Even in a difficult year for Manchester, with its shops, bars and live music venues closed and a supernova of high-rise investment flats springing up, the judges found plenty to be impressed by.
Most of it is in the area around Manchester Piccadilly station.
Piccadilly provides a perfect weekday work perch or a full-time base in the thick of the action, the judges said.
The clutch of new developments under construction wont just plug a gap between Manchesters best bits Ancoats and the Northern Quarter; Canal Street and Oxford Road they will also bring much-needed colour and community to an overlooked corner."
They are particularly impressed by Crusader Mill, an elegant conversion that has become the citys first purpose-built owner-occupier development thanks to a ban on buy-to-renters by developers Capital & Centric and Kampus, a lively garden neighbourhood beside the canal.
Average sale price: 210,000
Average rental: 650 pcm
This collection of villages combines old-fashioned country living with high-class shops and restaurants - perfect for Manchester commuters and work-from-homers looking for fresher air without sacrificing the good things of life, said the judges.
Their highlights include the luxury ice cream from Grandpa Greenes in Diggle and country pubs, such as the Cross Keys Inn, or the Church Inn, where the Rushcart Festival, the big event of the year, is celebrated in jolly style.
Average sale price: 229,000
Average rental: 1,200 pcm
These twin villages on the Kent estuary have some of the finest views in the country as well as an energetic, kind-hearted community, said the judges, who were impressed by the efforts of the 500 or so volunteers who delivered meals, ran telephone buddy systems and sewed PPE kit during the pandemic.
They also highlighted the friendly sailing club, which has been holding virtual music nights featuring local musicians, and the tasty fish and chips from the Arnside Chip Shop.
Average sale price: 295,000
Average rental: 625 pcm
Cheshires happy valley kept a smile on its face thanks to an endless choice of country walks and helpful neighbours, said the judges.
They love the views from White Nancy, the beehive-shaped folly overlooking the town, the walks on the Middlewood Way, and the spicy takeaways from the Indian Goat, a brilliant new food truck based at the immaculately kept recreation ground.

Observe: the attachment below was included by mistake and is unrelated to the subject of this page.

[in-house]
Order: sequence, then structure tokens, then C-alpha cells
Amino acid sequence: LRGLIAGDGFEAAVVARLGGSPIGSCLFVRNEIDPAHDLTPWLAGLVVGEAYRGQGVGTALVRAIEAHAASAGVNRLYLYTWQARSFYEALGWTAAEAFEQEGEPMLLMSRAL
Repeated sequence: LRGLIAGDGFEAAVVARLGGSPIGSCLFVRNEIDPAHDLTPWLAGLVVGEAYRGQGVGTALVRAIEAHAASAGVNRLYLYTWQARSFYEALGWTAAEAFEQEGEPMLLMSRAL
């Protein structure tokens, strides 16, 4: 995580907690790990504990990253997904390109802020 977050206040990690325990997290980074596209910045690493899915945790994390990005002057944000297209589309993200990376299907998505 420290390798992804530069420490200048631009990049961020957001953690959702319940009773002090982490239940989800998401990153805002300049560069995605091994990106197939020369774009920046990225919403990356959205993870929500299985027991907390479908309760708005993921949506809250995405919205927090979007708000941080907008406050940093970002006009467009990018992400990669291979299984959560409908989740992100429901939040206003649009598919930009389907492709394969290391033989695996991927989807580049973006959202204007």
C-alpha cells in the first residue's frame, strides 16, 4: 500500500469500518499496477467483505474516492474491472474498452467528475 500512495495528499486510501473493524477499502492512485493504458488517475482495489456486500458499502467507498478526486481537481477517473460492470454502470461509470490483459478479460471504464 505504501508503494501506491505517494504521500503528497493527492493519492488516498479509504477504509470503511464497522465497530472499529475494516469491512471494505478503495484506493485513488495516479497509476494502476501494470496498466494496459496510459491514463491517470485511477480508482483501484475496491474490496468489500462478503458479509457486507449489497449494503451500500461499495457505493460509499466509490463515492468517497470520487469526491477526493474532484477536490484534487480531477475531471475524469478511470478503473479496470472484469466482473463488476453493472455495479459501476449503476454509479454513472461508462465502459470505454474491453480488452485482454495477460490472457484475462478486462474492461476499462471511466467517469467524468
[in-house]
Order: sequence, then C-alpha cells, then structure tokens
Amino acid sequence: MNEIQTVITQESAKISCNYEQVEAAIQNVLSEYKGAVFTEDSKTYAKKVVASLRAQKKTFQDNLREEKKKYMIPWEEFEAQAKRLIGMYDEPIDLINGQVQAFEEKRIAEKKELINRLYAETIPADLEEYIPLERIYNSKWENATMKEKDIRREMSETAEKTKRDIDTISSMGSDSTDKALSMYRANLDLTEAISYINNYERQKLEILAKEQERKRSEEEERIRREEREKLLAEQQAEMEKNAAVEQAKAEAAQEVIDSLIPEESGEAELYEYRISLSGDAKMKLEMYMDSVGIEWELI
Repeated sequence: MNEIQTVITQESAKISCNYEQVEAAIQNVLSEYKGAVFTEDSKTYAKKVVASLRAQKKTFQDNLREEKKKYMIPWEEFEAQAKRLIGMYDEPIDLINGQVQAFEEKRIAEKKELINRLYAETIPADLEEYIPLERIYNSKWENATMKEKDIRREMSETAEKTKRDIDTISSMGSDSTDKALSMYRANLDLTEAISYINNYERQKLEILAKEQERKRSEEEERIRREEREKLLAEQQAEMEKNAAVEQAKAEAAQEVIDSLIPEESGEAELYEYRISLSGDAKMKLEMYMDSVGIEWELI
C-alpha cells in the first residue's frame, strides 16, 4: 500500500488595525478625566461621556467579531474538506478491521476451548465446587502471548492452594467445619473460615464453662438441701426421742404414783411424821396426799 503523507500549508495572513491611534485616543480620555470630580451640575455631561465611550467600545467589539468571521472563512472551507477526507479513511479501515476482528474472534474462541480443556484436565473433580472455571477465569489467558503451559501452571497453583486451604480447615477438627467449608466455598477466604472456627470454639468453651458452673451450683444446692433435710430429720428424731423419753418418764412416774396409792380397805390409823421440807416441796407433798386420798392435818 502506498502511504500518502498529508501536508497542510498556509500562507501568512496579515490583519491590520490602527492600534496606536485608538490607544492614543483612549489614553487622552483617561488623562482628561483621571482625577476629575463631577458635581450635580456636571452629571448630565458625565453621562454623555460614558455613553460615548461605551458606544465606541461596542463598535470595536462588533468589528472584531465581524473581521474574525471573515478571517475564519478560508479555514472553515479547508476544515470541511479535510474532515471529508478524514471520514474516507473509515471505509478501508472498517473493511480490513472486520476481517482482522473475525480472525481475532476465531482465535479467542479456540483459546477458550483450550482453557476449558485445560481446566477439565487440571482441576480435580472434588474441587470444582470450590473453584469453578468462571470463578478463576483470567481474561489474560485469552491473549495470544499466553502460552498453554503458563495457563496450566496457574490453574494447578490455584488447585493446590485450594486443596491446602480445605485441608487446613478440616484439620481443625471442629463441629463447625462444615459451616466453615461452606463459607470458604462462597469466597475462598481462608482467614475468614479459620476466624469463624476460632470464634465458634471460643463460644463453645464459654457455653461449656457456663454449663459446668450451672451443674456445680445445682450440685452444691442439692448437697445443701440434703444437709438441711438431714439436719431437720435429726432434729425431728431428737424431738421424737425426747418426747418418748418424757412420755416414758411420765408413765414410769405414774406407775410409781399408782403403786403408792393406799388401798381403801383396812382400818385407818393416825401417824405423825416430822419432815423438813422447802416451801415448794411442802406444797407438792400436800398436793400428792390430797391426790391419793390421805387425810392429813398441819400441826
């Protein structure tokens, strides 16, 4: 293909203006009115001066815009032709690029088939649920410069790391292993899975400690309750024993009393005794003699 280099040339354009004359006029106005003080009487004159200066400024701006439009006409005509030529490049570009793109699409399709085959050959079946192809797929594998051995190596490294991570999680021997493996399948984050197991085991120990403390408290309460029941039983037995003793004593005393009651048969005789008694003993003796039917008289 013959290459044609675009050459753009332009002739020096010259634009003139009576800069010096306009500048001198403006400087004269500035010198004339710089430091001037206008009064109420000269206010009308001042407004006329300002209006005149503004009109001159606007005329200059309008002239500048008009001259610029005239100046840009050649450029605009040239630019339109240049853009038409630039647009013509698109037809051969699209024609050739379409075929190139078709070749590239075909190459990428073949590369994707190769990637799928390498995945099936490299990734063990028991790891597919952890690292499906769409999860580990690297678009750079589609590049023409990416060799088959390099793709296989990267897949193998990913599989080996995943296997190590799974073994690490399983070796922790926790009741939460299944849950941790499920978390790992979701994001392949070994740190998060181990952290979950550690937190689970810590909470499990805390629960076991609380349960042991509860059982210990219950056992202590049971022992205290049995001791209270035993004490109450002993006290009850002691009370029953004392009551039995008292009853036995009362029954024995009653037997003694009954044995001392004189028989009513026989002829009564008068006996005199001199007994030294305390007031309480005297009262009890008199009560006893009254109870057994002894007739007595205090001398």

Average sale price: 285,000
Average rental: 725 pcm
This handsome old town justified its status as one of our very favourite locations thanks to its magnificent scenery, brilliant high street and its prompt, well organised and inspiring response to the coronavirus, according to the judges.
They were particularly impressed by the way organisations such as the Rugby Club, Queen Elizabeth School and the churches work together to help the community, as well as the variety on display in its town centre, from Dales Butchers and the Milking Parlour, a brilliant cow-to-cone ice cream shop, to the clothes and homewares at Abrahams, described by some as the Liberty of the North.
Average sale price: 350,000
Average rental: 765 pcm
Posh Cheshire with a sense of fun and a love of the countryside, is how the judges described the ancient market town that is a regular feature on the Best Places to Live list.
Theres no better example of its spirit than the Knutsford Hosts, a group of volunteer helpers whose efforts have been vital during the pandemic, they said.
They also liked the quirky buildings designed by Richard Harding Watt, the walks in Tatton Park, in Toft Wood or around Knutsford Moor - and the coffee from the Tatton Perk coffee van.
Average sale price: 445,000
Average rental: 1,100 pcm
Despite the current political controversy, the judges think that Liverpools prospects look bright, with exciting new plans in the pipeline, from the new film studio in the iconic Littlewoods building to Evertons new waterfront stadium.
There was lots of competition but the judges favourite spots are Aigburth, which they described as a family-friendly suburb thats sensible but never boring, with Sefton Park for exercise and Lark Lane for fun.
Also the Georgian Quarter, where the beautiful period houses sell for half as much as they would in Bath, and neighbourhood restaurants such as the splendidly restored London Carriage Works.
Average sale price: 145,000
Average rental: 875 pcm